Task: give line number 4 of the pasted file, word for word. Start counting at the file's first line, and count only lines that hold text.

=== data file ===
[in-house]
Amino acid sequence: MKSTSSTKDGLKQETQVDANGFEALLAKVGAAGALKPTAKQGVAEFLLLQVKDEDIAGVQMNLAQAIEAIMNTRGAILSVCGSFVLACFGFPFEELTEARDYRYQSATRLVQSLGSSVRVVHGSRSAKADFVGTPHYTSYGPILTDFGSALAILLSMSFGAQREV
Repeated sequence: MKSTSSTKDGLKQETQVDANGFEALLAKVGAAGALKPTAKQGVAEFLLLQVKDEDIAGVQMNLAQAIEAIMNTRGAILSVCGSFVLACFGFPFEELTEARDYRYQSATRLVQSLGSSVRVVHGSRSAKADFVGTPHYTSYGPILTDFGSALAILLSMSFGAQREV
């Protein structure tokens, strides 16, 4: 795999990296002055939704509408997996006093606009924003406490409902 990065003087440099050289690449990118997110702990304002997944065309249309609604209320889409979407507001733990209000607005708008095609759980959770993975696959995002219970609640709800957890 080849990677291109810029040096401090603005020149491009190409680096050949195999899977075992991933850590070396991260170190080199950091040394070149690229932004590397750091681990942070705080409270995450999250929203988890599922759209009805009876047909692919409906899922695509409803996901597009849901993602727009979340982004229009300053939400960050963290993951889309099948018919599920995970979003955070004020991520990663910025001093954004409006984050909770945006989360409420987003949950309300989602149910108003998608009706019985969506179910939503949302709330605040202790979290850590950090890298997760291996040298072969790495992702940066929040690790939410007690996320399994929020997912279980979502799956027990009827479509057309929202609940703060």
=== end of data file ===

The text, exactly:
């Protein structure tokens, strides 16, 4: 795999990296002055939704509408997996006093606009924003406490409902 990065003087440099050289690449990118997110702990304002997944065309249309609604209320889409979407507001733990209000607005708008095609759980959770993975696959995002219970609640709800957890 080849990677291109810029040096401090603005020149491009190409680096050949195999899977075992991933850590070396991260170190080199950091040394070149690229932004590397750091681990942070705080409270995450999250929203988890599922759209009805009876047909692919409906899922695509409803996901597009849901993602727009979340982004229009300053939400960050963290993951889309099948018919599920995970979003955070004020991520990663910025001093954004409006984050909770945006989360409420987003949950309300989602149910108003998608009706019985969506179910939503949302709330605040202790979290850590950090890298997760291996040298072969790495992702940066929040690790939410007690996320399994929020997912279980979502799956027990009827479509057309929202609940703060």